1949 Northern Ireland general election
All 52 seats to the House of Commons of Northern Ireland
27 seats were needed for a majority
Election results by constituency
|This article is part of a series on the|
politics and government of
Northern Ireland 1921–1972
The 1949 Northern Ireland general election was held on 19 February 1949. The election became known as the Chapel-gate election because collections were held at churches in the Republic of Ireland to support the Nationalist Party campaign.
The election was held just after the Republic of Ireland's declaration of a republic. The Unionists were able to use their majority in the Parliament of Northern Ireland to schedule the election at a time when many Protestants felt uneasy about development south of the border and as a result might be more likely to vote Unionist than for Labour candidates. This appears to have been borne out in the collapse of the Labour vote.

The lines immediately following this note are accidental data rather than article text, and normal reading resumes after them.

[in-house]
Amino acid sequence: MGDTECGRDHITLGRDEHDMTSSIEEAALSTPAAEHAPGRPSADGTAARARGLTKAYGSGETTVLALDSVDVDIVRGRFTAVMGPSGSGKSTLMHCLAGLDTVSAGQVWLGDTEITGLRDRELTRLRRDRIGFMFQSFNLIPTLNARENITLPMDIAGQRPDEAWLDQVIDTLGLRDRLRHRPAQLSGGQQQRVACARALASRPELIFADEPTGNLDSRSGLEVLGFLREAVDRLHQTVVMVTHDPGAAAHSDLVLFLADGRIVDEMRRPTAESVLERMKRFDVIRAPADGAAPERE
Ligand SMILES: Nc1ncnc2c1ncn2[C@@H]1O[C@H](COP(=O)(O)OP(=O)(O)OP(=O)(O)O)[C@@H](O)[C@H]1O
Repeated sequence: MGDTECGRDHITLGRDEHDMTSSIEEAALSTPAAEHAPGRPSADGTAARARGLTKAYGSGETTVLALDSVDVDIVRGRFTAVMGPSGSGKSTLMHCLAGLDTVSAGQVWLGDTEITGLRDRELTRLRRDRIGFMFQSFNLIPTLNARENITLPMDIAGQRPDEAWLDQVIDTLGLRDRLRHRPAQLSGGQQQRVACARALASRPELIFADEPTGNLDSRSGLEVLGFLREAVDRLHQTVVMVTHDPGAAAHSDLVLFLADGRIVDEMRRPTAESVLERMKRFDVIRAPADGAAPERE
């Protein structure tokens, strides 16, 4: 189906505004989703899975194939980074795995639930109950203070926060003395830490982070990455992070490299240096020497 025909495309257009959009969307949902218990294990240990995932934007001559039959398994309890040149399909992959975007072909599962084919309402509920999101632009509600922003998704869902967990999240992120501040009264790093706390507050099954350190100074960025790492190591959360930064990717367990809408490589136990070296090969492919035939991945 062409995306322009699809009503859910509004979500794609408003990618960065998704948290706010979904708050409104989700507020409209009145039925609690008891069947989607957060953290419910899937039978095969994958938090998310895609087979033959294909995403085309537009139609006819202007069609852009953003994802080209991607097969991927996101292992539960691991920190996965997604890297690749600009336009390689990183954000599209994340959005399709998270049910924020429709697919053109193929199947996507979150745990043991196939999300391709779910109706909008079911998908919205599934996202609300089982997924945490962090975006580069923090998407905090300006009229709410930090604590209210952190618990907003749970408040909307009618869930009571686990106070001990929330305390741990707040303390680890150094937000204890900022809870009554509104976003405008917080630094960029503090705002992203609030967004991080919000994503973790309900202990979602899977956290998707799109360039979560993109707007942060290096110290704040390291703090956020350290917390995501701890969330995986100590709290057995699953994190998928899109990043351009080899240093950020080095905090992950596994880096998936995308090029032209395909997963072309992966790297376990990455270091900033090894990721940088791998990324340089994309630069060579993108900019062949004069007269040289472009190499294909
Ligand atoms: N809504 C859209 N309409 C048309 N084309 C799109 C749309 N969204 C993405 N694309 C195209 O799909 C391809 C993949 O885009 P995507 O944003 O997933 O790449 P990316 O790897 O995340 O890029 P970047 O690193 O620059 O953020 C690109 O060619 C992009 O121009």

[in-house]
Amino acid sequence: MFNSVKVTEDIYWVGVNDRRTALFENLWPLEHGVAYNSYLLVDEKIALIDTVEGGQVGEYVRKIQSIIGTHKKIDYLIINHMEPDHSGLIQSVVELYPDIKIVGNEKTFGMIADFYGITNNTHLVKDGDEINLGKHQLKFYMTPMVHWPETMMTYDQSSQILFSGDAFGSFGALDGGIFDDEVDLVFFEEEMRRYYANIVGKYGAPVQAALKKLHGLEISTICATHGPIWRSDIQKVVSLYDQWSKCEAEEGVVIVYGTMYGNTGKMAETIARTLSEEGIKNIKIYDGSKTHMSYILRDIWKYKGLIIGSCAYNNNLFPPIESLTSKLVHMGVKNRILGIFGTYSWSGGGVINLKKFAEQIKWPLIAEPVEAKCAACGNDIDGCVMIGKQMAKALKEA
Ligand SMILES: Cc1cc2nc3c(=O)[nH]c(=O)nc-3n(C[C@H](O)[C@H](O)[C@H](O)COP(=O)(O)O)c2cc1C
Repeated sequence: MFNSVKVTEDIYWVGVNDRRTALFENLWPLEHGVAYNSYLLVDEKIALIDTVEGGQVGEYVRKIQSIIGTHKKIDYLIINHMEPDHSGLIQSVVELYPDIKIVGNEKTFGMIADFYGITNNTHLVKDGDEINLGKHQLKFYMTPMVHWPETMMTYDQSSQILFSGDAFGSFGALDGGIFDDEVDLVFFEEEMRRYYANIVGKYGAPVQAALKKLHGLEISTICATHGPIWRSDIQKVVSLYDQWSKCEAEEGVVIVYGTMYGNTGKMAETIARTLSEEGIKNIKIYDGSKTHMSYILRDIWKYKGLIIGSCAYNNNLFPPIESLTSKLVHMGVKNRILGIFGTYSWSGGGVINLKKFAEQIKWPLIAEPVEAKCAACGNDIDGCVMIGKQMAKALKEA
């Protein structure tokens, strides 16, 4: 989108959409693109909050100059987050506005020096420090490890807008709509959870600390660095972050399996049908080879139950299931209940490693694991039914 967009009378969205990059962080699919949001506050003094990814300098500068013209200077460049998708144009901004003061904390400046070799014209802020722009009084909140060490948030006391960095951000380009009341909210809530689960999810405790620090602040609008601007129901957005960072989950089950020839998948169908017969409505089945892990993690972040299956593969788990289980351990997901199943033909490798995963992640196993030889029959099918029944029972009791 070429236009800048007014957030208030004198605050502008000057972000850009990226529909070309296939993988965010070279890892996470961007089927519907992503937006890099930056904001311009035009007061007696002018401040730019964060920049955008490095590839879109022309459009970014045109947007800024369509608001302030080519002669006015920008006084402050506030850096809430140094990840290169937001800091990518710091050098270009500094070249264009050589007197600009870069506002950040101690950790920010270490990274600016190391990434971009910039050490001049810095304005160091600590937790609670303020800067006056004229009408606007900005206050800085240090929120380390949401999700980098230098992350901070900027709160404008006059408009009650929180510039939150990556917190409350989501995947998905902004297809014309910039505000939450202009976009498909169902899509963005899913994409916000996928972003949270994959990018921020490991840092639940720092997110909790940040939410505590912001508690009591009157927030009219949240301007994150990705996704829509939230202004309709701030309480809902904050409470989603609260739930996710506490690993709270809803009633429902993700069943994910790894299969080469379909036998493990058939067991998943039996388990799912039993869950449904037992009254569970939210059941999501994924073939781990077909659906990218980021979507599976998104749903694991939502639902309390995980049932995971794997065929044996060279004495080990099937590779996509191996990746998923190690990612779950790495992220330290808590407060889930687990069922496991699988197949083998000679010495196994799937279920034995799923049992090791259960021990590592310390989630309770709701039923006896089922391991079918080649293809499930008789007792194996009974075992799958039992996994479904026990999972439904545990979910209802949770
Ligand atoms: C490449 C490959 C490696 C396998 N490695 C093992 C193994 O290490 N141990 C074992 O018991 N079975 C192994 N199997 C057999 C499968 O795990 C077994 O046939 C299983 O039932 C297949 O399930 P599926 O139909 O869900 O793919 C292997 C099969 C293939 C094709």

|1949 Northern Ireland general election|
|Stood||Elected||Gained||Unseated||Net||% of total||%||No.||Net %|
All parties shown. The only Socialist Republican Party candidate was elected unopposed. Electorate 846,719 (477,354 in contested seats); Turnout 79.3% (378,458).